Valentine’s Day is upon us once more, and your timeline is probably inundated with snapshots of fancy dinners and lavish gifts. But what about dessert? Maybe you have a tried-and-true playlist, you need some inspiration to impress your hot date, or maybe you’re riding solo this year and want a jumpstart to the engine. Whatever the case may be, here are some of the sexiest, raunchiest, most titillating tracks for a cozy night in.
Doja Cat’s 2019 album Hot Pink is still inescapable three years later, and “Streets” remains as one of her most successful singles both as a viral TikTok hit and radio single. Her gorgeous wispy vocals combined with a sample from B2K’s “Streets Is Callin’” yearn for another chance with an ex, and she switches between singing and her iconic raspy rap without ruining the immersion. It is a rare radio-friendly hit that speaks to the essence of classic R&B.
English R&B duo Floetry’s hit “Say Yes” is the perfect song for yearning over that one person you can’t keep your mind off of. Marsha Ambrosius’s buttery voice contemplates settling down with the object of her affection, letting them know “all you gotta do is say yes.” What’s notable about the song is, despite featuring men throughout the music video, the song itself is gender neutral, opening itself up to being in many more bedrooms.
Some keen-earned folks may recognize Jacquees’ “Feel It” from the 2012 movie Magic Mike. The singer’s effortless voice harkens back to the hits of Ginuwine and Maxwell with a boyish charm. Don’t let it fool you, because Jacquees takes control like a grown man as he asserts that he’ll give the listener the best they’ve ever had alongside Rich Homie Quan. His voice intertwines with Lloyd’s for the infectious hook “I’m gon’ make you feel it,” a la R&B supergroup TGT. It’s an underrated 2010s nasty R&B gem that showcases the talents of all three featured artists.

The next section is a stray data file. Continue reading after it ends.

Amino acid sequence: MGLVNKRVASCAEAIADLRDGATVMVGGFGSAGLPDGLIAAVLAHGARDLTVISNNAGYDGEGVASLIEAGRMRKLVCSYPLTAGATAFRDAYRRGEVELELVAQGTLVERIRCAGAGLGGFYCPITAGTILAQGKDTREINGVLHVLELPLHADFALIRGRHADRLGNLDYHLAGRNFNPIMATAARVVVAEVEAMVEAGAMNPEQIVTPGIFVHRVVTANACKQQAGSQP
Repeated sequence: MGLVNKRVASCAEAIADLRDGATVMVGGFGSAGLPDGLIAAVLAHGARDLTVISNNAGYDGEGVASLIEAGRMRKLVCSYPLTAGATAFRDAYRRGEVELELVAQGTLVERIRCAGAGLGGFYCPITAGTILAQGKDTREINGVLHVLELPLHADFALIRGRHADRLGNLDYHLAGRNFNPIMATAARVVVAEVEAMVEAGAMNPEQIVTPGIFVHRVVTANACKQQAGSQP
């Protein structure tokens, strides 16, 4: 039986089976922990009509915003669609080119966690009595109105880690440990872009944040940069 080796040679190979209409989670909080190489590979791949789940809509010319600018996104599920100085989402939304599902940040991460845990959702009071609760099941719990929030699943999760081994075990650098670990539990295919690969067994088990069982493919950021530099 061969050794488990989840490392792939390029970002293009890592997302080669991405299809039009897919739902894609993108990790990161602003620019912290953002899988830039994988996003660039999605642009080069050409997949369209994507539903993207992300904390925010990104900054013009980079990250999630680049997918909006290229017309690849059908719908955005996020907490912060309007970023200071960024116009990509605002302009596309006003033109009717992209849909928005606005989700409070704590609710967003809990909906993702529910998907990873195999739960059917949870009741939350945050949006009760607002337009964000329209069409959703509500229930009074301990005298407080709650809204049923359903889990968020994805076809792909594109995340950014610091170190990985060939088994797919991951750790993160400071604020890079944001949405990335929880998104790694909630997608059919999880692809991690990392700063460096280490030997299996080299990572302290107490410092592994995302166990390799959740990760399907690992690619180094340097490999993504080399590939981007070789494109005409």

Jill Scott has been one of the most revered soul singers since her inception in 2000, with a vocal range that encompasses the entire spectrum of sound. She has also never shied away from the importance of her own pleasure. On her 2007 album The Real Thing: Words and Sounds Vol. 3, Scott fully leans into her sensual persona that is as mature as it is explicit. Album standout “All I” is almost uncomfortable voyeuristic, and Scott acknowledges that in the intro: “You never saw me like this before, huh?” Reminiscent of her counterpart Janet Jackson’s controversial song “Would You Mind,” Scott lists off the ways in which she wants to be pleasured. She confesses, “Every time I close my eyes/all I dream about is making love.” It’s an honest, unashamed portrayal of ravenous love and intimacy while leaving some details to the imagination.
Over 25 years later, Maxwell’s Urban Hang Suite is still one of the most sensual R&B albums to have ever been released. Released as a concept album, it focuses on female pleasure and commitment across its 11 tracks, cementing Maxwell as not only an innovator in R&B and Neo-soul, but as a sex symbol. The album’s first single, “…Til the Cops Come Knockin’” is also its most sexually explicit. The premise is simple: Maxwell propositions to “lock you up and love for days” and make love until someone calls to do a wellness check. His stunning falsetto and spine-chilling whispers drape over the luxurious drums as the song explodes into an erotic sensory overload dripping in restlessness and passion. It’s more pleasurable than menacing, and I’m sure Maxwell offers refreshments and breaks in the Urban Hang Suite.